It hasn’t exactly been smooth sailing for Google TV. Not long ago it was reported that sales of the streaming sets were being overshadowed by returns, and that Google planned a revamp to regain some of this lost ground. Logitech was losing faith in the product, and it didn’t appear that Google was having any easier of a time getting TV networks on board.
But Google TV will not be closing its doors—far from it. Former CEO and now chairman Eric Schmidt wants to do more than just hype his products. He wants to convince broadcasters that the TV business and consumption model is changing, and that complying is in their best interests. This weekend at the Edinburgh International TV Festival, Schmidt revealed that Google is in discussions with all of the major British broadcast companies and is getting ready for a European launch in early 2012 of its set-top box streaming service.
Schmidt didn’t only announce the launch. He also issued a warning: “You ignore the Internet at your peril. The Internet is fundamental to the future of television for one simple reason: Because it’s what people want,” he said. It’s clear from his speech that the Google chairman isn’t simply trying to reignite interest in Google TV—he’s trying to change the industry. At the very least, he’s attempting to plant the idea that broadcasters better get with the times.
He has a point. Consumers are increasingly turning to on-demand services provided by their cable companies, DVRs, or coupling their cable offerings with subscription-streamed shows via a console or set-top box. Some, of course, are cutting the cable cable altogether and turning to devices and subscription services like Netflix or Hulu for their big-screen needs. Pacific Crest consumer electronics senior research analyst Andy Hargreaves supports this, saying “It’s a matter of when, not if” broadcasters will get on board. “But it could be several years,” he says. “Content owners make a very large amount of money in the current ecosystem. Any competitive offering to cable or satellite will have to prove that it can generate equivalent or better economics before content owners will look to them for distribution.”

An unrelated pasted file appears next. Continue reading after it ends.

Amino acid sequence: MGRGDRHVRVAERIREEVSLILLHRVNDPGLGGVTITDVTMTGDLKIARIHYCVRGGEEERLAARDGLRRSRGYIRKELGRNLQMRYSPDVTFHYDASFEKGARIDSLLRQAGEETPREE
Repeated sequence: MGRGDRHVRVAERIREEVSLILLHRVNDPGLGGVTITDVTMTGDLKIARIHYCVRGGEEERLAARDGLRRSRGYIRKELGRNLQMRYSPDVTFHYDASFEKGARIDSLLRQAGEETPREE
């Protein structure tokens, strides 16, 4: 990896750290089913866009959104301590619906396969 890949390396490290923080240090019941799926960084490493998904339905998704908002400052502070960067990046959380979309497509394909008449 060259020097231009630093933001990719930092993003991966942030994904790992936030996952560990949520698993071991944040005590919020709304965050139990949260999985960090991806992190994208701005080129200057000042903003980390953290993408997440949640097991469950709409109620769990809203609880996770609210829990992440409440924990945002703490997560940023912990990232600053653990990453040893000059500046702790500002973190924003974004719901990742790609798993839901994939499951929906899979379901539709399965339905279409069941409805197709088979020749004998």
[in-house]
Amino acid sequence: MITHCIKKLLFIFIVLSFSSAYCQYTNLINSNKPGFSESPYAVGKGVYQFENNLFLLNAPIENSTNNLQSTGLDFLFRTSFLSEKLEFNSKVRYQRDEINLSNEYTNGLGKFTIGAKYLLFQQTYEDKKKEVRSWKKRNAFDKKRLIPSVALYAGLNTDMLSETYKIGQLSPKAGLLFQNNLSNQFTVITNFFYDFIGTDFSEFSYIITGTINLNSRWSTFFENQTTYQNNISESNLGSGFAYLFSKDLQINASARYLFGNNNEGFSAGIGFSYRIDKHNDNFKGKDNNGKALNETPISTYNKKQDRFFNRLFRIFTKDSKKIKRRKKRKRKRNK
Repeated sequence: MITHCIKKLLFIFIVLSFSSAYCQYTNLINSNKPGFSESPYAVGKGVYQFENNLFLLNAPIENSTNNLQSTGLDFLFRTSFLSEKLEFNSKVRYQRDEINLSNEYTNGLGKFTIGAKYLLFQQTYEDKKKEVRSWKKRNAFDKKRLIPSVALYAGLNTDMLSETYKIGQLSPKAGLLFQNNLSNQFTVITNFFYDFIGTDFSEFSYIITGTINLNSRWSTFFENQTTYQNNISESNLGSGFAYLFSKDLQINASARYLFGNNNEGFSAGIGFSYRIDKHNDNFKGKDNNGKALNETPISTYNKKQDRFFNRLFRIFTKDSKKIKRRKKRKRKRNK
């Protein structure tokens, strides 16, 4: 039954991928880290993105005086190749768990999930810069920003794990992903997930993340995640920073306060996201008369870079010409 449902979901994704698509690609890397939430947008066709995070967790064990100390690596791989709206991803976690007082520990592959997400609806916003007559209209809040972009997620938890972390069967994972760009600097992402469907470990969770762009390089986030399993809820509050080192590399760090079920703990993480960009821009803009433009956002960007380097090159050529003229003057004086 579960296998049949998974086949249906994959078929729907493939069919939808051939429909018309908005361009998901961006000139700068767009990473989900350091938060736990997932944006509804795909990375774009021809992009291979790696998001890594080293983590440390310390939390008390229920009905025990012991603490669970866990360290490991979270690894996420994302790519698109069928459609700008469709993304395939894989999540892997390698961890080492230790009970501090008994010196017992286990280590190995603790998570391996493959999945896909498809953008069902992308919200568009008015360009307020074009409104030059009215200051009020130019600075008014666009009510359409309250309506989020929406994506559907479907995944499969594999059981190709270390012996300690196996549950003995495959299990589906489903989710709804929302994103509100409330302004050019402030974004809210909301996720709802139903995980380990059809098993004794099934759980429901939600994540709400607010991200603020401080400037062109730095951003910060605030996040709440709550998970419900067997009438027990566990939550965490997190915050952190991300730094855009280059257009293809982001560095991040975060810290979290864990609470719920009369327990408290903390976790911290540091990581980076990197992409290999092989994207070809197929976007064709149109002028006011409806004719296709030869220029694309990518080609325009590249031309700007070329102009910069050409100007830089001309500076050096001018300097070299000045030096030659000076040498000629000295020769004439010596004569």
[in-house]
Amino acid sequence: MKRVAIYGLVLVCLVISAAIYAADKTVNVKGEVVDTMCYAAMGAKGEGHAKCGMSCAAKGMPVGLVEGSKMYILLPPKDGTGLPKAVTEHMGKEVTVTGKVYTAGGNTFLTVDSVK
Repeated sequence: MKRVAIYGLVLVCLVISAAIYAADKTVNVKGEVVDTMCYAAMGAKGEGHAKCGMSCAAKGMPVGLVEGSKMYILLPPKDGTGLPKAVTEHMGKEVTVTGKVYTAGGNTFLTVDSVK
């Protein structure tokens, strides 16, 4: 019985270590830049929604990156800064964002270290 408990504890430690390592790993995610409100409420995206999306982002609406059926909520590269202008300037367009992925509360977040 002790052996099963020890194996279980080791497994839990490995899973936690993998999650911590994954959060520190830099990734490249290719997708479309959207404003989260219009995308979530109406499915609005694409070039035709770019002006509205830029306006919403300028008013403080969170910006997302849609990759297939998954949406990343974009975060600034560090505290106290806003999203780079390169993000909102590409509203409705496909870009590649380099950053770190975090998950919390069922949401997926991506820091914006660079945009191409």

And Google doesn’t have the strongest legs to stand on and lecture here. As previously noted, Google TV’s market performance has been disappointing. Schmidt took some time to address this failure, saying the product has “not been a huge success.”
“I think it’s a beta product,” he explained. “Google typically brings out beta versions, and they’re not for the faint of heart, and I think that’s what you saw. We were not able to get the product perfect before we shipped it.” Understandably, then, TV networks aren’t jumping at the bit to partner with Google TV. Usually you want to show off your success and foresight in order to attract collaborations—but Google’s method instead seems to be using the future as a threat.
Schmidt also reasserted that Google had no ambitions of competing with broadcasters. “Some have suggested Google should invest directly in TV content. To argue that misunderstands a key point: Google is a technology company.” He also said that company has “neither the ambition nor the know-how to actually produce content on a large scale.” However, there are been some clear signs Google plans to do more with YouTube than provide a platform for videos of cats jumping into boxes.
So will a Google TV redux and European launch spell success? It seems like the only offer anyone’s willing to give is a solid “maybe.” “There’s something to it, but it’s a long ways off,” Hargreaves says. “TV watching is passive by its nature, which is a lot different from smartphones and PCs, which means that search, apps, and using a keyboard and trackpad are too complex for most people to enjoy. If Google TV can become simpler, and more importantly, add unique video services, then it could do well over time.”
It’s convincing the industry it’s a worthwhile product that may be an issue. Nigel Wally, an analyst with media consultancy firm Decipher, tells The Globe and Mail that “this is a device that is mired in miscommunication and misperception. Seasoned professionals are not clear what it actually does…there is very little new and innovative in Google TV.
This news comes at the same time that Apple is rumored to be reengaging efforts for an iTV and subscription content service. This of course begs the questions of who between the two will be first to capitalize on the television platform—or whether it could be a dark horse. Hargreaves tells us that whoever it is will have to have a lot of money to gain premium content, which narrows it down. “Apple has the resources and user base to put something together, but they’d have to pay a ton up front and I’m not sure they will.”
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